Wednesday, July 6, 2011


In short, whatever the fashionable language of the day, we Americans do not much like fighting merely to achieve commitments and goals. We like to win. There is a fair argument to be made that we won in Iraq—a proposition that might be admitted even by those of us who wonder whether it was worth the price. We toppled the regime with surprising ease (crushing a 400,000-man Army along the way), then dragged Saddam Hussein from his hole in the ground. We left in place a democracy that, although struggling, seems likely to survive.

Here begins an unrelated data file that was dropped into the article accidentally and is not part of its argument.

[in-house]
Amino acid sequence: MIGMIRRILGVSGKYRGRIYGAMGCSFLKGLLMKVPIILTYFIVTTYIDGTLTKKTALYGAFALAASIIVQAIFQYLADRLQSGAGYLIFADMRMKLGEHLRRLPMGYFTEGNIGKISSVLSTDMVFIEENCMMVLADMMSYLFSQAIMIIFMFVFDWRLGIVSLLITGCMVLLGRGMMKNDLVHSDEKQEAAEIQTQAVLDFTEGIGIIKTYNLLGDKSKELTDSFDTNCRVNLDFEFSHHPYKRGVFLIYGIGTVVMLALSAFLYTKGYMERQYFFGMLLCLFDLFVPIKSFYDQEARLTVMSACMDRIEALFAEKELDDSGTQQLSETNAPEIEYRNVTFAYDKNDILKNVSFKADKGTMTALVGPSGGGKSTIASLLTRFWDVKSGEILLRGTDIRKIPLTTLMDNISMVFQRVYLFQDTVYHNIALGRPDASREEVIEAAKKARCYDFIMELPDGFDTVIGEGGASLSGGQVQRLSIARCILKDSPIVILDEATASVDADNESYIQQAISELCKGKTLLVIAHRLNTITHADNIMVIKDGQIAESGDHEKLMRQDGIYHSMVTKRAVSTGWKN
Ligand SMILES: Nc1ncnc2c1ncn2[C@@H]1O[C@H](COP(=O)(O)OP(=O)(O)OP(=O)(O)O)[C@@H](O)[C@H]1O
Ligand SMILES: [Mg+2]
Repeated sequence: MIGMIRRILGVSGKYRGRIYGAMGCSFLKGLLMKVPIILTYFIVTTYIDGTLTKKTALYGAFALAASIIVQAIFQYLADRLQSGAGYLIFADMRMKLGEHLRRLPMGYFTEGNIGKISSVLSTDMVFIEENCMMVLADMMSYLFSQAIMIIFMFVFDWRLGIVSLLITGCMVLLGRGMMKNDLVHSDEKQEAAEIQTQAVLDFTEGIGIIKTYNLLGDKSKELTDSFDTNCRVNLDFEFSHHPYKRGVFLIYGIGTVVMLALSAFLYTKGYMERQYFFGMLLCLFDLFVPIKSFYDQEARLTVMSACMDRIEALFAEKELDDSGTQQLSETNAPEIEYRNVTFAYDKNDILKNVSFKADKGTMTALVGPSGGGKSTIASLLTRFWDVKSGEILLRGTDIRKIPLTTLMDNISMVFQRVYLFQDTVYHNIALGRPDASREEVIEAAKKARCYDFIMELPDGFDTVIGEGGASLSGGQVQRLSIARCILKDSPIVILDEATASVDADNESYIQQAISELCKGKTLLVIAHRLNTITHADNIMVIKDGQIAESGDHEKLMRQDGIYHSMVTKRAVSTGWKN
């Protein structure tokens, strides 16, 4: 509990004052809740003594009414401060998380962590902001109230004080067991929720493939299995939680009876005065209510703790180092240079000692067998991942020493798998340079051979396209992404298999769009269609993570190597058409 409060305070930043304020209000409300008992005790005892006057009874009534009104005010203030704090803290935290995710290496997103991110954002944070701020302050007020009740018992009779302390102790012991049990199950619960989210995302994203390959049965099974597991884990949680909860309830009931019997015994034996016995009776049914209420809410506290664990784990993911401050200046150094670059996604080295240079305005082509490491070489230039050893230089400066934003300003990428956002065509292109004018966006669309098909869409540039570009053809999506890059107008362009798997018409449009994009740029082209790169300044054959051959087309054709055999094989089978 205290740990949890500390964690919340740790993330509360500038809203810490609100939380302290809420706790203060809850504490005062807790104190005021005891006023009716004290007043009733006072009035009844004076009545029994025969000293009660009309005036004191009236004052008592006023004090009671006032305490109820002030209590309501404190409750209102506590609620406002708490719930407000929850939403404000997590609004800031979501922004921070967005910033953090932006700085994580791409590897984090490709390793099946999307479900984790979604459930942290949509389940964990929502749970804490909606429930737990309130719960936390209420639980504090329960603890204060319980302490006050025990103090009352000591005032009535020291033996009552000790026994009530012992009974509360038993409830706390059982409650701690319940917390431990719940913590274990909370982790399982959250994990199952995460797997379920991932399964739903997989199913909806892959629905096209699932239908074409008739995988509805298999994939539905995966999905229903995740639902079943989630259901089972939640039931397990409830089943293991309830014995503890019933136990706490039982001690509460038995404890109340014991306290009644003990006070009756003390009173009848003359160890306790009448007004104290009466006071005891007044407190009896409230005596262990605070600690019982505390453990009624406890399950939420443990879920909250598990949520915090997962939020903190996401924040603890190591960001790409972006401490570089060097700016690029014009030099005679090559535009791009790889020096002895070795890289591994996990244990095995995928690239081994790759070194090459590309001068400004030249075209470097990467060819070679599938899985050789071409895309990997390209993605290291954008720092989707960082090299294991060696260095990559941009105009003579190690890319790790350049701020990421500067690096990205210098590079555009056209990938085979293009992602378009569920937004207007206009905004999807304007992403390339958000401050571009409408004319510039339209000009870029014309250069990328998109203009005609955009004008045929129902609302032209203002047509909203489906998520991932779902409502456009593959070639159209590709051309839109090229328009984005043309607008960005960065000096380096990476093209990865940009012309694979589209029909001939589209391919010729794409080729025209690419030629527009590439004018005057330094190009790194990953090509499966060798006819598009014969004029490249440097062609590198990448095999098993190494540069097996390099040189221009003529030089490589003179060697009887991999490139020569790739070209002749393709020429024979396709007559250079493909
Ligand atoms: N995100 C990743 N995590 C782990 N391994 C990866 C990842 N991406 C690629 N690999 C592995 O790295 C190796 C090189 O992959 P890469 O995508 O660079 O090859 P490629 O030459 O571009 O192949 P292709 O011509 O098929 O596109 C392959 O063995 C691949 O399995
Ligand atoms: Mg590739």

In Afghanistan, we plainly won the first war—toppling the Taliban in mere weeks—and President Obama should not be reluctant to say so. But we have grown weary of the longer conflict to keep the Taliban from returning to power. If Obama truly believes the time has come for the fighting to stop, perhaps he should be guided by the example of Dwight D. Eisenhower, who famously proclaimed during World War II that there is no substitute for victory, then accepted a bitter stalemate in Korea. But he demanded a signed armistice first, and left a massive American force in place to guard the uneasy peace.

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